Leeds lass Glenis excited for renovation plans at Leeds church - nearly 60 years since she was married there

Plans were this month revealed to revamp and convert the now-derelict Mount St Mary’s Church in Richmond Hill.

Wednesday, 17th February 2021, 6:16 pm

But one resident has more of an interest than most that the building is brought back to life.

Glenis Buckley married husband Anthony in the church back in 1963, and says she would love to make it to their 60th wedding anniversary with the building still in tact and brought back to life.

The church has stood empty since 1989, when its last service was performed, and the grade II listed building has since been subject to numerous failed renovation attempts.

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Happy Couple Glenis and Anthony at Mount St Mary's Church in 1963.

But ambitious plans to breathe new life into the main buildings, by converting it into 175 flats, will go before Leeds City Council planners for final approval this week.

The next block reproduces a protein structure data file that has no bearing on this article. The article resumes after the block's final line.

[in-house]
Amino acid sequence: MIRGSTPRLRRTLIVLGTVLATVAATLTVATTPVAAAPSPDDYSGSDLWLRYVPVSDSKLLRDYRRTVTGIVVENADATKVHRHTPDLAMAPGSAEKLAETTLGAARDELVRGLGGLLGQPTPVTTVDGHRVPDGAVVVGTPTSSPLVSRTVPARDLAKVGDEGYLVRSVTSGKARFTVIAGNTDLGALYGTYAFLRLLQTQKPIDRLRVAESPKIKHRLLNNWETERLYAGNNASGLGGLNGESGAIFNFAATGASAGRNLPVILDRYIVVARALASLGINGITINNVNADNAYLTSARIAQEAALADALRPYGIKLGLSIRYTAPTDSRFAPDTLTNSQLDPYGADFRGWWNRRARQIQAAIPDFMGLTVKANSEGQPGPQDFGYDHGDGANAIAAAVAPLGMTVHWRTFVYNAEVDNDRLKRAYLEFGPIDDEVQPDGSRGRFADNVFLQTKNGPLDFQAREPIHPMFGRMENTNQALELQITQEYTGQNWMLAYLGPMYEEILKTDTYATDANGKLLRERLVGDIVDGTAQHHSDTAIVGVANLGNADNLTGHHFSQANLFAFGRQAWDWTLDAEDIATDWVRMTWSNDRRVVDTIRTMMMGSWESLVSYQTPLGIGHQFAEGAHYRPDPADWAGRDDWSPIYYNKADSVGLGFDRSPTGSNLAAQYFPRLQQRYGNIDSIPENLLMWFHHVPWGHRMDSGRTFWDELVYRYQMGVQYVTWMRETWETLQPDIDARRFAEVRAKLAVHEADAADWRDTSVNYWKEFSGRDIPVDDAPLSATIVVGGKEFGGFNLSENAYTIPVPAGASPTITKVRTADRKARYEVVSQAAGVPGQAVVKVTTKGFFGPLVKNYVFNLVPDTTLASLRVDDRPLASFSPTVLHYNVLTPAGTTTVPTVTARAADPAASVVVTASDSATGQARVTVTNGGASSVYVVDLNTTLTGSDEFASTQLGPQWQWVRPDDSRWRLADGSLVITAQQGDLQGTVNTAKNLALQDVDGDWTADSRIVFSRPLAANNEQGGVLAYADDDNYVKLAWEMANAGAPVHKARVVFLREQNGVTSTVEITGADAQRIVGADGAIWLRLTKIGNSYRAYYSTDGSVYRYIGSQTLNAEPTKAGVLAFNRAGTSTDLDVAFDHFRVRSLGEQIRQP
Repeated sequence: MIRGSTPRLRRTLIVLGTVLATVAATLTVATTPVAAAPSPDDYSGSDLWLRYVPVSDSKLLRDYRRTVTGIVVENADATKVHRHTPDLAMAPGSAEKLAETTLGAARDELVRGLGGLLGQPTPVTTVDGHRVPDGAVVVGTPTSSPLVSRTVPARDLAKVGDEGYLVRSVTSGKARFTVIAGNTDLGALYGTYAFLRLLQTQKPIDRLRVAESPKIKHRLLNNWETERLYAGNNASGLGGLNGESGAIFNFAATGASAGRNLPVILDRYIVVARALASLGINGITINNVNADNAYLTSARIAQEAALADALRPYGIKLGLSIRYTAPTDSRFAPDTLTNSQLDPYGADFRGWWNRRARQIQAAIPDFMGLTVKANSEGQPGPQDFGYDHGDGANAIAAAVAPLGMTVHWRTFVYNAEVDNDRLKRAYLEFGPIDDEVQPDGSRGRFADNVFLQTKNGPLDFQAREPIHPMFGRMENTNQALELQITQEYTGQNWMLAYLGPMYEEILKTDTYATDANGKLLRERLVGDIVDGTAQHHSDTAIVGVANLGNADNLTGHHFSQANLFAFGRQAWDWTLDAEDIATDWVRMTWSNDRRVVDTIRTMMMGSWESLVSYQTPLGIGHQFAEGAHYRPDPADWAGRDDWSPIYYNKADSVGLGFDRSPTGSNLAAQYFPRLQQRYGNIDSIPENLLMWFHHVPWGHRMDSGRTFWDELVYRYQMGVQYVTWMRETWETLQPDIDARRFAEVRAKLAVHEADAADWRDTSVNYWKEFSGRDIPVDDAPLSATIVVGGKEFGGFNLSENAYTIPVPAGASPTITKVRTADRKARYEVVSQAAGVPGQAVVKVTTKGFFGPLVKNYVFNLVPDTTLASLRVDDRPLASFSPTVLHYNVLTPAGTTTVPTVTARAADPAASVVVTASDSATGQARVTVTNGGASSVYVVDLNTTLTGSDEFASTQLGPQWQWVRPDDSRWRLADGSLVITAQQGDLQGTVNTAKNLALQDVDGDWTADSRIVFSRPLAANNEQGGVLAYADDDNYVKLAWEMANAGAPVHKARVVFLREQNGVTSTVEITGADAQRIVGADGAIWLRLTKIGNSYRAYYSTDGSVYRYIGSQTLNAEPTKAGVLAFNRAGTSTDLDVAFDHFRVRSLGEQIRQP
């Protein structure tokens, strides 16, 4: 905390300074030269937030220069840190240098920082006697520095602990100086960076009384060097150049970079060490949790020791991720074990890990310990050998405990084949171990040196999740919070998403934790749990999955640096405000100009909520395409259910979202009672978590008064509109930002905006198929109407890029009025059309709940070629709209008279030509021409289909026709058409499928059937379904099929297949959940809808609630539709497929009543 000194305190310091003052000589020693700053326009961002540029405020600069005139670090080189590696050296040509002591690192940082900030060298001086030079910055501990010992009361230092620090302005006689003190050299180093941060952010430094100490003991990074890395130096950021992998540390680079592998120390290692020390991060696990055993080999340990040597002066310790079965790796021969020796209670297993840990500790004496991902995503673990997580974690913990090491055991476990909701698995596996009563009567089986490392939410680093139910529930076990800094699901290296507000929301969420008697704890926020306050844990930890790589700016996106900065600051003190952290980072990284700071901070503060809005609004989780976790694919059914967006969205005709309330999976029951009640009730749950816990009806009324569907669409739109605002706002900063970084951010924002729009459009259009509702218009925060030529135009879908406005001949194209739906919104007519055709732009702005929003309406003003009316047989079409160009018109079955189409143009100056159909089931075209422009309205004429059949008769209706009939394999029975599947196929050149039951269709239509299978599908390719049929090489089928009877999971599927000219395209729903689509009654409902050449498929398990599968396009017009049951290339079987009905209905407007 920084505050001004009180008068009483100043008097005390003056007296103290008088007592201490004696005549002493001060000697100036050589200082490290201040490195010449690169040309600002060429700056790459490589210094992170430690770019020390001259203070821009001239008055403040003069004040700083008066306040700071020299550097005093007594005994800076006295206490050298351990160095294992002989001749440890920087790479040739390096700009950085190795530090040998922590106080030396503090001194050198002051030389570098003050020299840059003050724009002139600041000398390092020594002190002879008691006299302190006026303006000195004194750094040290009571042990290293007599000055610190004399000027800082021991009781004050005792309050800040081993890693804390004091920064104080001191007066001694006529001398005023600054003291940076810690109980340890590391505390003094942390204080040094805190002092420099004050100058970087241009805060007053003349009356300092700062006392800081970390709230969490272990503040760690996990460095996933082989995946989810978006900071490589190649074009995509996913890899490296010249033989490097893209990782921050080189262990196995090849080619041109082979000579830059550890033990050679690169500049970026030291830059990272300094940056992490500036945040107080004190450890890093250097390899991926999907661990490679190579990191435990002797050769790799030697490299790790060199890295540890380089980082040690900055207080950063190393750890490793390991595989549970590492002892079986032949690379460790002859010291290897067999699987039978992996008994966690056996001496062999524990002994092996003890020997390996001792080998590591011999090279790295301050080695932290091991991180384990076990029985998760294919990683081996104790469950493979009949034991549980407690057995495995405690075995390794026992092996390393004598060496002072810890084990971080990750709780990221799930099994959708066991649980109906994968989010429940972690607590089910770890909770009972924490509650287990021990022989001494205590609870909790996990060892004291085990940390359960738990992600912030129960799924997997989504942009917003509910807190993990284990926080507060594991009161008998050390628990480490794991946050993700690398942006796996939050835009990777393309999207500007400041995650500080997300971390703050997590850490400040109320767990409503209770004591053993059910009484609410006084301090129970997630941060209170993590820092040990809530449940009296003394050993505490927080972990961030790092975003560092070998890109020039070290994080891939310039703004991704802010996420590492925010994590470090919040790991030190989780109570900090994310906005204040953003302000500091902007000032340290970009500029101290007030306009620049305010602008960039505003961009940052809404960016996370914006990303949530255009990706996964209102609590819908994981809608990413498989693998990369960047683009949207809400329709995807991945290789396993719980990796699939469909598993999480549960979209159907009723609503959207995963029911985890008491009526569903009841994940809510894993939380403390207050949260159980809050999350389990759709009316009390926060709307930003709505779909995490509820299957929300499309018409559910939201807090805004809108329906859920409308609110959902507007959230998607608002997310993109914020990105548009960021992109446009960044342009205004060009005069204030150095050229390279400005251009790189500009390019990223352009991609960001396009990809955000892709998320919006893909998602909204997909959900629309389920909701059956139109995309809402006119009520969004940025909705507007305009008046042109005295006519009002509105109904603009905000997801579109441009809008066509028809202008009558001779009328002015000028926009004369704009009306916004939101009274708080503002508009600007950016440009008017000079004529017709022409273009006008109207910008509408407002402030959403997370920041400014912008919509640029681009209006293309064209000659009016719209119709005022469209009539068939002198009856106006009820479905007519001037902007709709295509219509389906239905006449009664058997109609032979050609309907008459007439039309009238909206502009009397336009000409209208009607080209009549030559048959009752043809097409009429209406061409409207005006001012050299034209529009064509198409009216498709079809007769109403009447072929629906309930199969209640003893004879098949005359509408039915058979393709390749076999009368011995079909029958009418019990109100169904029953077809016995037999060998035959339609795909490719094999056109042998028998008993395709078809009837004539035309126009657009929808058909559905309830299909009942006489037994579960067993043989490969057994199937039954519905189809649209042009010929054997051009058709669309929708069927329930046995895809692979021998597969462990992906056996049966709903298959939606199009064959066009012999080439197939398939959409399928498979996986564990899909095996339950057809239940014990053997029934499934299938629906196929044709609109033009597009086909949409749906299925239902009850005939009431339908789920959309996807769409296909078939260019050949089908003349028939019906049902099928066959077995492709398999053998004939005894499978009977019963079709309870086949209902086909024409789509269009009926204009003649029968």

Glenis, 77, grew up on nearby Easy Place, and had attended services at Mount St Mary’s from a young age, and also attended the school which was attached to the church until she was 15.

She spoke of her fond memories of the building.

“It was an absolutely beautiful church, with beautiful features,” she said. “The presbytery used to keep hens – there were about 20 of them that they used to keep for their eggs. It smelt absolutely awful!

Glenis and her husband Anthony being married in the church by a priest.

“I stopped going to the church because, after I had my two children, we decided we didn’t want anymore. The priest said we couldn’t use birth control because the Pope said we couldn’t.

“I said ‘okay, when the Pope has kids of his own and has to look after them, I will then have some more children.”

Glenis kindly gave us a look at some of the pictures from her wedding in 1963. They appear to show a nave, an altar and dozens of pews.

“It was a gorgeous ceremony,” she said.

An artist's impression of a post-renovation Mount St Mary's church.

“They said the church should have been the Cathedral, but it was decided it was too far out of town for that, so they gave it to St Anne’s in Leeds.”

So what does she make of the current plans to renovate the building?

“I’ve always wished they would bring it back,” she said.

“I was so upset when it was closed – why did the church even sell it in the first place? It was an unbelievable decision.

“It would be lovely if people could live in there – you look at churches elsewhere that have been converted, and they look great.”

Plans for the conversion will go before Leeds City Council’s North and East Plans Panel on Thursday, February 18.